And so it went throughout my time watching CNN. Trump was repeatedly criticized for lying, spreading fear and hate, making racist claims, and being a bigot. Anchors and commentators could not understand why he was making immigration the centerpiece of the campaign when he had a good story to tell about the economy. The interviews with the occasional Trump advocate were far outnumbered by those with people like David Glosser, the uncle of Stephen Miller, the Trump aide who has helped define his immigration policy. Glosser bitterly denounced his nephew, saying that had such a policy been in place a century earlier, his own forebears would not have been allowed into America when fleeing anti-Jewish pogroms in Europe. Given all the talk about Trump’s base and whether his race-baiting demagoguery resonated with it, I wanted to hear more from the base itself, but few of its members appeared.
More generally, the network’s coverage seemed uninformative, repetitive, and nakedly partisan. Apart from a some perfunctory I’m-here-in-red-state-America-to-speak-with-the-locals dispatches, it featured few in-depth reports on developments on the ground. Instead, it offered talking heads reciting familiar talking points. With immigration and related questions of national identity having become so salient both in America and throughout the world, I was surprised at how little genuine interest CNN showed in it.
What’s more, while routinely decrying the polarization afoot in the land, CNN hosts and pundits seemed to feed it with their bickering panels and partisan slugfests. On this, MSNBC and Fox News are equally guilty. Alexandra Pelosi, a documentarian whose latest production, Outside the Bubble (airing on HBO), chronicles her travels across the country to talk with ordinary Americans, recently told The New York Times that she blames cable news for the nation’s partisan divide: “There’s too much profit being made right now on the divide. How many people in those cable news studios ever really go spend the night in America, not just in the Four Seasons or wherever Trump is at the moment, but I mean really go to somebody’s house, have dinner and talk to them?”
Pelosi (the daughter of Nancy, the House minority leader) no doubt goes too far in holding the cable networks solely responsible for the nation’s divisions, but her indictment of them for not getting out of their studios more often and engaging with citizens at the grassroots seems not only accurate but applicable to the press as a whole.
To be fair, the nation’s top news organizations—the Times, The Washington Post, The Wall Street Journal, NPR, Politico—do regularly get out into the field. For months before the midterms, their reporters toured the country, filing fact-filled reports on the battle for control of the House and the Senate. Yet even these followed a well-worn template, focusing overwhelmingly on the candidates and their consultants, polls and fundraising, who’s ahead and who behind, with perhaps two or three fleeting quotes from actual voters. Rare were the dispatches that sought to get beneath the surface and report in depth on communities and their residents—the challenges they face, the struggles they undergo, their aspirations, and their setbacks.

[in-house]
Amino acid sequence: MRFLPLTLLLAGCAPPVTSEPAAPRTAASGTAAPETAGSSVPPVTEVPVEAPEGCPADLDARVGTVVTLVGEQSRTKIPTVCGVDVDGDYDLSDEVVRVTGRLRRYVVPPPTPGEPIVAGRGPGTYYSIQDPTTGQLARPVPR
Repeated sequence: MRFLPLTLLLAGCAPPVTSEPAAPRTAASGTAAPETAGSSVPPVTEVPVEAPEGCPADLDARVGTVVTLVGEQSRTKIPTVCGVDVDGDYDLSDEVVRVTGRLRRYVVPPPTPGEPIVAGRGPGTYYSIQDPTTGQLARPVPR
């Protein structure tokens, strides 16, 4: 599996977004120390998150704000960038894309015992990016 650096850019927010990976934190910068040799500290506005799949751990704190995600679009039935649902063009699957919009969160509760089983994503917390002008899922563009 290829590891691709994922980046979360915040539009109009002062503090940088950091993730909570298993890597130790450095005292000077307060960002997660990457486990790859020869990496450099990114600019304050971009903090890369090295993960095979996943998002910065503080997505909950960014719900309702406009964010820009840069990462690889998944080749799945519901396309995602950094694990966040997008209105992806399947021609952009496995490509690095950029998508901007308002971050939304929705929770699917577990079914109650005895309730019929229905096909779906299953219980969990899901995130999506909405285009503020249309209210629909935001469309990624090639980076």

For the most part, the national press approaches the electorate much as the Democratic Party does, as an amalgam of distinct demographic groups, some rising, others declining. Michelle Goldberg captured this mindset last fall in a column for the Times: “America is now two countries, eyeing each other across a chasm of distrust and contempt. One is urban, diverse and outward-looking. This is the America that’s growing. The other is white, provincial, and culturally revanchist. This is the America that’s in charge.”
The type of casual condescension toward a large swath of America suggested by this statement is common in big-city newsrooms. The prevailing line is that white people, having long been accustomed to being in the majority, are panicked at the prospect of becoming a minority and so are drawn to Donald Trump and his campaign to Make America Great Again, which is code for keeping America white. Paul Krugman and many other liberal columnists have confidently concluded (on the basis of spotty data from 2016 exit polls and subsequent surveys) that Trump’s appeal to white workers is due exclusively to racism. Racism is surely a factor, but no doubt the travails of many communities in rural and rustbelt America are, too.
In a recent article in Politico magazine, Michael Kruse quoted the Republican consultant and pollster Frank Luntz on the twofold phenomenon of the Trump voter: “Half the people felt forgotten. And half of the people felt fucked.” This “F-squared” portion of the population, Luntz said, was the key to Trump’s victory. They help explain his sway over members of Congress and will help determine his fortunes over the next two years. Trump, Luntz observed, “is seeking to elevate those who feel oppressed by and taken advantage of by the elites, and he seems to raise them up and say, ‘Hey, guys, you’re now in charge.’”
Journalists—heavily concentrated in cities and mixing mostly with other affluent, highly educated urbanites—face a natural barrier in getting to know the F-squared part of America. Since Trump’s victory in 2016, they have spent more time in it, but it remains mostly a foreign land. With the divisions in the country seeming to harden in the wake of the midterms, journalists need to do a better job of overcoming them. This is especially true at CNN and the other cable networks. As Alexandra Pelosi suggests, I’d like to see Anderson Cooper, Chris Cuomo, and Wolf Blitzer get out of the studio more and really spend a night in America, visiting people in their homes and having dinner with them.
Sadly, Jim Acosta’s confrontation with President Trump at the post-election press conference seemed certain to heighten the divisions. For CNN, the encounter added to their star reporter’s visibility and the network’s image as a fighter for press freedom. To Trump and his supporters, Acosta’s grandstanding provided further evidence of the news media’s implacable hostility to them. Each side, in short, seemed to get from the encounter exactly what it wanted.